September 17, 2005

New York

Today was kind of a longish day for me, I’ve been awakening early for some unearthly reason, and getting my day started with the usual long dose of news website and blog reading, answering emails that came in at hours when even I’m asleep and those that arrived early.

I called the concierge in my DC hotel and asked her to get me shuttle flight reservations to New York and hotel reservations as well — hotels offer all sorts of useful services and when you’re travelling a lot, using them makes life much easier. She talked me into taking the Amtrack Acela(a high speed train shuttle), pointing out that it would mean not having to show up an hour early at the airport and do the security routine, giving me more personal time to have a few brews with some friends before grabbing a cab for the short ride to Union Station.

Skipping the airport security routine was a winning idea: I’m not what you’d call a neat, orderly packer and when my checked luggage goes through the X-ray machine, the quagmire within nearly always attracts the beady eyes of the idiotic, boneheaded, otherwise unemployable buffoons who seemingly rejoice in making sure they wrinkle up every damn pressed or neatly folded article of clothing in your suitcase that the TSA hires to open your bags and search them when they observe said quagmires.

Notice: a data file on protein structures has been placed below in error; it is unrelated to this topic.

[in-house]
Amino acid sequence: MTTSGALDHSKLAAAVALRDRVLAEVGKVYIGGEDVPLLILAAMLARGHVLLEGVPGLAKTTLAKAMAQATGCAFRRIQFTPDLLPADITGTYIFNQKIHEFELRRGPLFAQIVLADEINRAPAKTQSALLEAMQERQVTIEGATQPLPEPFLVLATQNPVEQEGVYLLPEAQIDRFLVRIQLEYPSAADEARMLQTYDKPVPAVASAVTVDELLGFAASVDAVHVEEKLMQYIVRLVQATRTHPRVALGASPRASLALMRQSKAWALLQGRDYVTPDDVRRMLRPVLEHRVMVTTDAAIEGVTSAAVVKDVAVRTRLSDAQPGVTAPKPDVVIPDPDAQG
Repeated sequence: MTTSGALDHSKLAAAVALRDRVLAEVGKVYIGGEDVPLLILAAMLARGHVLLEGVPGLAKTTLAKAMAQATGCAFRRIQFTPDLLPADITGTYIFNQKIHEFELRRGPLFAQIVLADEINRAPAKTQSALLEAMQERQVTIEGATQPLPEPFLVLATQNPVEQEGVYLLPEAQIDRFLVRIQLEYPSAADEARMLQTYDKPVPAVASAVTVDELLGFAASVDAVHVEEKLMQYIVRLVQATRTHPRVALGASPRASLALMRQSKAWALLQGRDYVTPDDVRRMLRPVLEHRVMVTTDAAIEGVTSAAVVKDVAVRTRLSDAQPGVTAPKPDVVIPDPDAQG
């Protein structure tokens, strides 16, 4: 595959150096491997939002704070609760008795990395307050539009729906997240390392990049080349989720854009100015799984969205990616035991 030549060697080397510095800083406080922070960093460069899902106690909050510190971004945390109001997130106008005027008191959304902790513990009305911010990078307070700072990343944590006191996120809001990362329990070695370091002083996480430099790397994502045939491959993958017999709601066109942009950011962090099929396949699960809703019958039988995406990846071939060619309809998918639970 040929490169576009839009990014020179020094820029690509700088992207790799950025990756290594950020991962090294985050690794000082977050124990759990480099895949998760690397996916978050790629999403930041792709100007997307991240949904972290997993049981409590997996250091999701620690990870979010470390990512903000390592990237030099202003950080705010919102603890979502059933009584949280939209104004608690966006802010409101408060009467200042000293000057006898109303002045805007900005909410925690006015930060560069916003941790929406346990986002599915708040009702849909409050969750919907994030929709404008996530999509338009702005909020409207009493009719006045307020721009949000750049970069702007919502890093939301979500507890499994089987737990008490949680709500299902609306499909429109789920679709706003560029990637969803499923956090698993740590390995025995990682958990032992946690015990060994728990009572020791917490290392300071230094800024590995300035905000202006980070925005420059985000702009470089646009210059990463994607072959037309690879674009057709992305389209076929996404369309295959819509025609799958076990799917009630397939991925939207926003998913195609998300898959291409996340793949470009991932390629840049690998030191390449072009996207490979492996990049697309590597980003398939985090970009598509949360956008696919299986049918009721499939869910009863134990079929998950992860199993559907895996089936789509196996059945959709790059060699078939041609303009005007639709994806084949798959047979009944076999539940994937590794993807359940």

As an experiment, a friend of mine recently put these people to a test at one airport. Cigarette lighters, for some inexplicable reason or other, are now forbidden aboard commercial airplanes. I suppose they’re afraid Mohammed and Ibrahim are going to leap up from their seats midflight yelling, “Nobody move! We hev Zeepo! Alahu Akbar!”

Anyway, my friend stashed four cheap disposable lighters in his carry-on bag, and after a lengthy search{each time a lighter was found, they searched harder} they managed to find three of them, then they let him go through.